Tzedek, tzedek tirdof, these are the words at the beginning of our Torah portion this week, Shoftim. There are more than a few opinions on how to translate those words, but the core meaning is: justice is very important, and as a Jew, you ought to pursue it. The bookend to this parasha are the laws concerning vengeance—the short-term, emotion-filled side of finding wholeness. On the one hand we begin with the dispassionate value of justice for all and on the other hand we end with the fiery emotion to mete vengeance on those who have done wrong—two sides of what makes a society fair. On the side of vengeance is the feeling that there must be punishment against the wicked, and on the side of justice: wholeness for the afflicted.
My favorite medieval Jewish commentator, Avraham Ibn Ezra, says that the meaning of the command to seek justice is to pursue it whether it will end up good or bad for you. Today, we might call Ibn Ezra’s definition for justice the same as the definition for altruism: to do the right thing without care or concern for any benefit or loss that might come our way. If we continue down this path, justice is selfless. We’re prioritizing those who have been wronged rather than simply punishing the evildoer.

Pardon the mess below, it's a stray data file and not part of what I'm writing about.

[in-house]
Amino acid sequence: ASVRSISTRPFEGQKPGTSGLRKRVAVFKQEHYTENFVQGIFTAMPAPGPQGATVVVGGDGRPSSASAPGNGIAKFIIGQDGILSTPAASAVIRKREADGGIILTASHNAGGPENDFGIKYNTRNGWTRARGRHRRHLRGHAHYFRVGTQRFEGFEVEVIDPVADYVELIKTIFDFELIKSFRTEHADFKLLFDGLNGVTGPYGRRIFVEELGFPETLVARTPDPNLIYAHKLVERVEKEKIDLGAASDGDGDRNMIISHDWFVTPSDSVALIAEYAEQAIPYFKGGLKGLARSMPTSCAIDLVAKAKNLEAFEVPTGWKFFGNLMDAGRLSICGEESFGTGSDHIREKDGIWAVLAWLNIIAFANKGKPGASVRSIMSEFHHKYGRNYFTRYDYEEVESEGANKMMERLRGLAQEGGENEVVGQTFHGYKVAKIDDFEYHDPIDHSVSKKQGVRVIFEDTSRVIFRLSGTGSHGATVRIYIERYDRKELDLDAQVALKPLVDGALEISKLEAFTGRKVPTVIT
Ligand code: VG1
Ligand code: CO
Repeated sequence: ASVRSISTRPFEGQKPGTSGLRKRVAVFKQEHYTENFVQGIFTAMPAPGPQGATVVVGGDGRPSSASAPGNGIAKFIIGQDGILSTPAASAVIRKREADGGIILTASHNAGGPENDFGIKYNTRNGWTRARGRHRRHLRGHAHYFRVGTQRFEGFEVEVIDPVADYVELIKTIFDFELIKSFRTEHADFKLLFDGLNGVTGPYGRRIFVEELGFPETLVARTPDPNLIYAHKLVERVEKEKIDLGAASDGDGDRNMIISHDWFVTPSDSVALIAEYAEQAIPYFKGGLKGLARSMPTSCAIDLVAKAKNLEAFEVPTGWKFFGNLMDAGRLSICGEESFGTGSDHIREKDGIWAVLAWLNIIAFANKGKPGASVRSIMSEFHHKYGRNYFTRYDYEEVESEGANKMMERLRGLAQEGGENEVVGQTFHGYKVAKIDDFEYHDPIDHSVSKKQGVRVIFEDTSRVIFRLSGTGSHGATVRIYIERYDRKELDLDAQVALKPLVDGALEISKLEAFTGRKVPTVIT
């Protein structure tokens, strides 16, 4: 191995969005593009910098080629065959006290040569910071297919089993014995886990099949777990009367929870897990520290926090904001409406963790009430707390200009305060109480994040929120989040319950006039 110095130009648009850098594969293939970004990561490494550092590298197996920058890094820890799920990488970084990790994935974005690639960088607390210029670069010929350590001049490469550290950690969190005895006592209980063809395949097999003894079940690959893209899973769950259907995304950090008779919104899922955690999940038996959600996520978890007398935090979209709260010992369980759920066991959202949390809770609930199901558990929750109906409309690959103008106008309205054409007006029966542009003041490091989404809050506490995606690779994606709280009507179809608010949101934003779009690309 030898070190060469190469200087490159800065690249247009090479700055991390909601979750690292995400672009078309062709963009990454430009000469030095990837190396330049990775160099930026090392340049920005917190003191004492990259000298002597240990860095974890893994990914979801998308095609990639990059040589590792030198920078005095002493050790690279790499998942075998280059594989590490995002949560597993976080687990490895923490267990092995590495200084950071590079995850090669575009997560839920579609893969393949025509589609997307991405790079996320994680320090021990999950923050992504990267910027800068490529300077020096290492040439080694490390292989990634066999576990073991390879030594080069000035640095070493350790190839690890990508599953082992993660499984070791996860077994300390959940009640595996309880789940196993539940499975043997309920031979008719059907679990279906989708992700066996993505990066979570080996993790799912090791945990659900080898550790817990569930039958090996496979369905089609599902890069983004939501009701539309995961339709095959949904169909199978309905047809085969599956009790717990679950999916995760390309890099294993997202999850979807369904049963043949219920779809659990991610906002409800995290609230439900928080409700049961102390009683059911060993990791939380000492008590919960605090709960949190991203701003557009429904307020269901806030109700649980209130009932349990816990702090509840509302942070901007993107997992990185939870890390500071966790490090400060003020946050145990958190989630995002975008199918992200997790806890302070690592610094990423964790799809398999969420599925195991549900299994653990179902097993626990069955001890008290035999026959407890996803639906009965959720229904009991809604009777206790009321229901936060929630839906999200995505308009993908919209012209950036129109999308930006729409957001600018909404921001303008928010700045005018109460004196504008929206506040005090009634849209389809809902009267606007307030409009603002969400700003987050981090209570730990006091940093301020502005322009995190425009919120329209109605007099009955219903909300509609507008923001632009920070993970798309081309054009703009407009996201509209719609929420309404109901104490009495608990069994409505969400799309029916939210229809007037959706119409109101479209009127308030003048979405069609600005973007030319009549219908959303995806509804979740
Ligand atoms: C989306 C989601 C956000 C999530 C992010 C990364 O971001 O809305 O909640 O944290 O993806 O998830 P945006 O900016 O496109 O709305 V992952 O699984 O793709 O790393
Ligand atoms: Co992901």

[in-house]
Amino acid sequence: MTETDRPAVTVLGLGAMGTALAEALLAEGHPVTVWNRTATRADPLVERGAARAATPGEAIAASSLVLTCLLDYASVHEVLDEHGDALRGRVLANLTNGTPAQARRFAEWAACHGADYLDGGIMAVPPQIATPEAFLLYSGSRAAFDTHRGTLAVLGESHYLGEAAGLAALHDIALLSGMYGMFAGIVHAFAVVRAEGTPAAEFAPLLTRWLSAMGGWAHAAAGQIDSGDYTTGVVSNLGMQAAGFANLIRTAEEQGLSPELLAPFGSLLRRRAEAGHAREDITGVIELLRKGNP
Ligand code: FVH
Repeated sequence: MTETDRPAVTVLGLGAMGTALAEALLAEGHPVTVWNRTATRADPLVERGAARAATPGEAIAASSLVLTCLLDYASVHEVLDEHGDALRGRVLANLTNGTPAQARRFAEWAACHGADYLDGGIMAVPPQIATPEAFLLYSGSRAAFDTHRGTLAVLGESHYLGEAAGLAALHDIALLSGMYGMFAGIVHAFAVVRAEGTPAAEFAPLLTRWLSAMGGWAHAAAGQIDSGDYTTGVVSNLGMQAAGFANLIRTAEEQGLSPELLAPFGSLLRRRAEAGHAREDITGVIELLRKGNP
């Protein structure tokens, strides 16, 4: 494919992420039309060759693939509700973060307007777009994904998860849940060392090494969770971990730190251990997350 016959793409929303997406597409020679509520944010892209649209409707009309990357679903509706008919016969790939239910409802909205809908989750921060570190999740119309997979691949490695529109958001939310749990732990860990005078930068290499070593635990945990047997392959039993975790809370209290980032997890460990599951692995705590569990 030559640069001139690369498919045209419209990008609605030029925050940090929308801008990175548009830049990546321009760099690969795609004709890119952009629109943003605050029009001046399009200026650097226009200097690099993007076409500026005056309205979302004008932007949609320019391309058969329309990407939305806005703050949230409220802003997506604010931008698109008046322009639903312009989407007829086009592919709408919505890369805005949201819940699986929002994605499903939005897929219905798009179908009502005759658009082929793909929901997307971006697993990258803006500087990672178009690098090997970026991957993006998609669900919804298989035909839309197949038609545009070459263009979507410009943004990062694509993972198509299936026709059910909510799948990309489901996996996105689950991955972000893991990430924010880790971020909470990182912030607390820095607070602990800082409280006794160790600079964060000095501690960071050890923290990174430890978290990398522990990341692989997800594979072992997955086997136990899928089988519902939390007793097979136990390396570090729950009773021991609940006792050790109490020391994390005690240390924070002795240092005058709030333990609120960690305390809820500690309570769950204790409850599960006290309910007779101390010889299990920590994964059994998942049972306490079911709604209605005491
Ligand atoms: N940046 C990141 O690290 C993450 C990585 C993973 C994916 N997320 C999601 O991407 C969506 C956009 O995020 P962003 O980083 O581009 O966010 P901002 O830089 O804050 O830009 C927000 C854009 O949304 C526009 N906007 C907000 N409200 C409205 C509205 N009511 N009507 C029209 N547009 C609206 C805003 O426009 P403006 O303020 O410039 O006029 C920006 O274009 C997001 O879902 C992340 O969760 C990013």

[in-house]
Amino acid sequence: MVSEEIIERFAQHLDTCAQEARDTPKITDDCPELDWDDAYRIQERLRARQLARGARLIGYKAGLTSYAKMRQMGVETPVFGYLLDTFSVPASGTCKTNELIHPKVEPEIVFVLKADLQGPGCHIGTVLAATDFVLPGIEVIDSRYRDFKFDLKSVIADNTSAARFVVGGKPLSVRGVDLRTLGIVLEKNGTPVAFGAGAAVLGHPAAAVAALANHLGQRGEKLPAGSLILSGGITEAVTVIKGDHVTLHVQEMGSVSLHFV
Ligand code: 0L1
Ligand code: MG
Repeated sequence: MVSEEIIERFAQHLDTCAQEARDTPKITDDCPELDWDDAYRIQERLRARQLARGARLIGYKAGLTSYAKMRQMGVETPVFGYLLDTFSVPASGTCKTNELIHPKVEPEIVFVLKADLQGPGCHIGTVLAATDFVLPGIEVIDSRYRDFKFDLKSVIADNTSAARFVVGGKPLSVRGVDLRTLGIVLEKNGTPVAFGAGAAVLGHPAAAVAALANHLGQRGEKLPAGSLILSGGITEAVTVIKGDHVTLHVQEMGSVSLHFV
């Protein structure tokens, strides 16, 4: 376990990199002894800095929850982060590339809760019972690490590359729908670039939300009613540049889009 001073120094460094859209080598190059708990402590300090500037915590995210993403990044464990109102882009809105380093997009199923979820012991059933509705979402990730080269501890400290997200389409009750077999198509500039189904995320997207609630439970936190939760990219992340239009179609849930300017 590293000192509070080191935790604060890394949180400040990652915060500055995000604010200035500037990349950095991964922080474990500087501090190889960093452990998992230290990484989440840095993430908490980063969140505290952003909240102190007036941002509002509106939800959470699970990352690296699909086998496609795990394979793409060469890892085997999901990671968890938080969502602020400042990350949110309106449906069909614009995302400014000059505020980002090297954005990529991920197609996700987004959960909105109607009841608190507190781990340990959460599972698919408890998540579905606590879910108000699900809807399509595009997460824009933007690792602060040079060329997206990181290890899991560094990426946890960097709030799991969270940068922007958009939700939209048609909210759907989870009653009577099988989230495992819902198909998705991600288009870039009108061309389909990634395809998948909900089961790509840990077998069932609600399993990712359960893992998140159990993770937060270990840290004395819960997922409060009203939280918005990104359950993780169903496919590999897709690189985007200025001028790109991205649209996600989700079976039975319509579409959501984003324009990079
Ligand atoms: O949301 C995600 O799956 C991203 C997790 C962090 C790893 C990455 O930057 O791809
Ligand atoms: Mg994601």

Justice extends far beyond punishment for the offender. Justice is the assurance that the scales of the universe will return to balance—not as a sentence against the offender, but as restoration for the victim.
In the month of Elul we prepare for the High Holy Days by making amends with those we may have wronged. We ought to do this work regardless of how it might better us or leave us worse off. T’shuvah, making amends, and tzedek, justice, are synonyms for the same idea: that the world needs to be righted, and the power to do so is within our grasp.
As we approach the Days of Awe, may we seek justice with the same urgency as our Torah commands, and may this justice bring wholeness and peace to all who are in need.